How To Know What’s Making Holes in Your Raised Beds

Raised beds are a great way to keep animals from your flowers or vegetables. However, most animals and insects can still find their way into your beds, leaving dead or withered plants and holes that may be big or small, depending on the animal. In addition, most of these invasions happen at night, making it challenging to identify the culprit.

Here’s how to know what’s making holes in your raised beds:

  1. Check the size and the nature of the hole.
  2. Set up a CCTV camera.
  3. Keep watch over your raised beds.
  4. Set traps.
  5. Use natural repellants.
  6. Use chemicals.

This article explores the above strategies that you can use to identify what’s making holes in your raised beds. Keep reading to learn more!

1. Check the Size and Nature of the Hole

Holes in your vegetable or flower garden indicate you have uninvited visitors. And it’s hard to catch them in the act since they dig at night or when you aren’t home. Thus, it’s challenging to devise measures to keep them away.

Different animals dig different holes in terms of size and shape. The varying hole sizes are due to animals’ unique digging mechanisms.

Let’s look at various animals that can access raised beds and the kind of holes they dig:

Moles and Voles

Moles are the number one culprits for digging holes, especially in soft, moist soil. They make deep holes with soil mounds around them. In addition, moles usually access your raised beds from underground because they use tunnels to move from place to place.

These pests dig their tunnels towards a food source and can locate your raised garden as they pass by or look for grubs and worms. Therefore, they may damage your plants unintentionally. In addition, their tunnel system is closed and has no visible entrance holes. So, you’ll only notice the soil mounds and have to get rid of them to see the holes.

Unlike their counterparts, voles are herbivores and usually look for succulent roots, tubers, and bulbs. Hence, if you have a vegetable garden, they’re the likely culprits responsible for making holes in your bed. 

You’ll also notice dead plants without roots – if you pull them out. Moreover, voles chew the tubers and bulbs of potatoes, turnips, and onions. And their holes have open entrances that are easily noticeable.

But the holes are smaller, about 1-2 inches (2.54-5.08 cm), than the moles’, which are over 2 inches (5.08 cm) in size. Thus, the size of the holes can help you differentiate between moles and voles.


Skunks can dig holes in your raised beds as they feed on insects and worms found in moist soil. The holes are usually 2-3 inches (5.08-7.62cm) and can have side claw marks. If your garden has many worms or insects, a skunk can turn it upside down, and you might mistake it for a freshly tilled garden.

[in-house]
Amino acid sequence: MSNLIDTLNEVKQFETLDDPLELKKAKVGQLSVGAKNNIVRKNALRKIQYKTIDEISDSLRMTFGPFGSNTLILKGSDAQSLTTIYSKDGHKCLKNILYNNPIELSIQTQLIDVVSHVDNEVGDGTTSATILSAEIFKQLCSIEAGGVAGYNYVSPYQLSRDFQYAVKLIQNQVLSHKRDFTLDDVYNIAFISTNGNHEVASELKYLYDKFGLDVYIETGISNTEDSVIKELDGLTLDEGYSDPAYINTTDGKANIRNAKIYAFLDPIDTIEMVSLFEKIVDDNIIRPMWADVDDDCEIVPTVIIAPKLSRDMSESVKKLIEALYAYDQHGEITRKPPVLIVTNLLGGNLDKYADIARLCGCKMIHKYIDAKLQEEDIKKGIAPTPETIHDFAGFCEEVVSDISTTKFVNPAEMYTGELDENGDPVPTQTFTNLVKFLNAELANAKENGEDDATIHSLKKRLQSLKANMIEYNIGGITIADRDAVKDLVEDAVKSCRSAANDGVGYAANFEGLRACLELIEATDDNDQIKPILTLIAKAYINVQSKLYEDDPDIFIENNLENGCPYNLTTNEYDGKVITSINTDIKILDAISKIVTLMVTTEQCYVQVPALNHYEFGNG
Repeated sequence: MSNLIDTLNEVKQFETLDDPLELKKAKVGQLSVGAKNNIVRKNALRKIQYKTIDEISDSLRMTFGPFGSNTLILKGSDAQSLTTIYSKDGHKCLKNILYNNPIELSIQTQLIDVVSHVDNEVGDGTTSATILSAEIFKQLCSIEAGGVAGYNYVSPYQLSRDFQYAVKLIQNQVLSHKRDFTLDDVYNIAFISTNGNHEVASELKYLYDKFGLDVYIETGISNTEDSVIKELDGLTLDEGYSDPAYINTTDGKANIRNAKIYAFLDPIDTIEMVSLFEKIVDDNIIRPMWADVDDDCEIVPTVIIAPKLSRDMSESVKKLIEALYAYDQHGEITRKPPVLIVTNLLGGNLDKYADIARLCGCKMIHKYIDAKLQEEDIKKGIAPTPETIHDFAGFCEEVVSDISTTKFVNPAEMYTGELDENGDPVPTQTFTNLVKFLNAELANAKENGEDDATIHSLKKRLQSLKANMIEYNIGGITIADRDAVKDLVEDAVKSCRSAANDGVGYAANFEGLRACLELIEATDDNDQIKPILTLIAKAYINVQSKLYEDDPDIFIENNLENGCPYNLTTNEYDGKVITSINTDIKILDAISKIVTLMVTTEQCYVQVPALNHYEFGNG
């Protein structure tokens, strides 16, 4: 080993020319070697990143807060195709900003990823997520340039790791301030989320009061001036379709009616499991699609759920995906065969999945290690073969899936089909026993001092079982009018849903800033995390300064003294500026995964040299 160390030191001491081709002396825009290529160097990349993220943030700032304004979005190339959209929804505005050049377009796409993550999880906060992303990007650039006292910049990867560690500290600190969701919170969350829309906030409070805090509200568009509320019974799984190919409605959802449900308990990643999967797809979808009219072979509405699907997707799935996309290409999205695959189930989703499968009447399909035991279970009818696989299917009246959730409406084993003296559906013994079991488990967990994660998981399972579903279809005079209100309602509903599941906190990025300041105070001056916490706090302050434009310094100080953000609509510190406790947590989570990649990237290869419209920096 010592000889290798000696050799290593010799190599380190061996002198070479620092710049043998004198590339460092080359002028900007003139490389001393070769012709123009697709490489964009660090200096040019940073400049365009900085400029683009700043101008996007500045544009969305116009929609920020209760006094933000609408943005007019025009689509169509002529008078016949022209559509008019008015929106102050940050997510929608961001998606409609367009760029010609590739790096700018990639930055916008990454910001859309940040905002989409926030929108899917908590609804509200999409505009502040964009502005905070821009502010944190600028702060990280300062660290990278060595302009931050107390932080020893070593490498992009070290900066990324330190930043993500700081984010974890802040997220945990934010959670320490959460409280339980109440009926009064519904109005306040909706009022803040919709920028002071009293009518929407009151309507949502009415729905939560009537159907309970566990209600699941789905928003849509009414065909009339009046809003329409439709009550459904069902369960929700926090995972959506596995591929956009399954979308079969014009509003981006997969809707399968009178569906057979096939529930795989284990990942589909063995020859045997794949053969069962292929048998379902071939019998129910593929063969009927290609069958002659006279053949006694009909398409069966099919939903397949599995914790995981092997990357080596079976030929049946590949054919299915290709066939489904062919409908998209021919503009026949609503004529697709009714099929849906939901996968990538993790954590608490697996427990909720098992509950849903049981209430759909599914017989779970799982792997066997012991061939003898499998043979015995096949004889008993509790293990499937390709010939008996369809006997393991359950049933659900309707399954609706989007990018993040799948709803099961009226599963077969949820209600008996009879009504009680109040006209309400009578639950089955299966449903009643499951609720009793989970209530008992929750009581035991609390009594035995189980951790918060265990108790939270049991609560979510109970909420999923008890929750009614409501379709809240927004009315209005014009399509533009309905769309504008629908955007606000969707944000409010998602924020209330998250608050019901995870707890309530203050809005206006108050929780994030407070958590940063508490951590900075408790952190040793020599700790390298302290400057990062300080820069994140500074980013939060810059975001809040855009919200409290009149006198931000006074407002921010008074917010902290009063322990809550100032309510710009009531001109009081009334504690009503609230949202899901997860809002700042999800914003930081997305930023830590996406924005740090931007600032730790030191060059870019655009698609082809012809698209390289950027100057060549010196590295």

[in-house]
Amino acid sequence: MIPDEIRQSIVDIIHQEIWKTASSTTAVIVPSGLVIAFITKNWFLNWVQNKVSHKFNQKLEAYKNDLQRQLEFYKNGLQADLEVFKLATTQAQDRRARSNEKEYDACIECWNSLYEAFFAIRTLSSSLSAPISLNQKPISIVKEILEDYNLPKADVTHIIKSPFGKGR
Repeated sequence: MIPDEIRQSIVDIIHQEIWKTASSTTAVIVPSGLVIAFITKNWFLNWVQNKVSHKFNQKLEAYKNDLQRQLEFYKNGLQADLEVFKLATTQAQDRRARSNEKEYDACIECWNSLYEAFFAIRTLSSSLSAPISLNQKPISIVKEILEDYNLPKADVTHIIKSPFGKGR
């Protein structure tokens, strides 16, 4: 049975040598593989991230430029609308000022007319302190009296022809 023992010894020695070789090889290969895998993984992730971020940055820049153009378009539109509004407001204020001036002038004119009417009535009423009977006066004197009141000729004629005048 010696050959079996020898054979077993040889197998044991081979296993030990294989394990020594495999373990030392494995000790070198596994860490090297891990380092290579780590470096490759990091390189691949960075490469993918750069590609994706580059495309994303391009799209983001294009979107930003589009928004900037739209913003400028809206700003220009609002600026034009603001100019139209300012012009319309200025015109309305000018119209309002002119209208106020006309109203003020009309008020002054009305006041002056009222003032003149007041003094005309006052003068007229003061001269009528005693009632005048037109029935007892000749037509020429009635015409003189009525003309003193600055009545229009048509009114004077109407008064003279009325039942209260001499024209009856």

The damage is typically far-reaching since it affects the plant’s roots resulting in withering and drying.

These diggers work at night. So, if you have a strong sense of smell, you may wake up to a skunk stench in your raised beds. Skunks leave behind a characteristic odor that lingers in the early morning air. Hence, if you have dogs, they may also detect it. 

Skunks are more common during spring. Therefore, your culprit is unlikely to be a skunk if you find the holes during summer or winter. However, the best way to identify them is to catch them in the act or if they make their presence evident after spraying your garden.

You can also identify a skunk’s digging by looking at the tracks. Although they have five toes like the raccoons, the fifth toe is hardly noticeable for the skunks. Additionally, the trails may have droppings with undigested insect parts.

Ground Squirrels

Ground squirrels can also dig holes in your raised beds. The holes are deep and can cause massive destruction to your plants. Squirrels are herbivores and feed on fruits and vegetables. 

Therefore, if your raised bed has fruits or vegetables, it’s likely to attract squirrels. They usually dig tunnels for shelter and to hide food. However, the tunnels may end up on your raised beds unintentionally.

Squirrels can also dig near the beds for easier access if feeding from your garden. Although you might find the holes in the garden, it usually leads to a hideout several feet away. 

Although the holes might be deep, they don’t go beyond 3 feet (0.91 m) deep and 4 inches (10.16 cm) in diameter. Sometimes, you might find several entrance holes with more than one squirrel because they like to live in colonies. 

Squirrels are cunning and can dig under fences and rocks to make accessing a fenced bed easier. Furthermore, they will likely leave debris at the entrance, including seed husks and grass clippings. Moreover, they leave mounds of fresh dirt to make it easier to identify their entrance holes during flight.    


Raccoons can dig up your raised beds as they search for food. They are omnivores and feed on insects, snails, fish, frogs, and plant material, including fruits, vegetables, and seeds. Hence, they’ll dig up your garden as they search for common insects that make a substantial portion of their diet.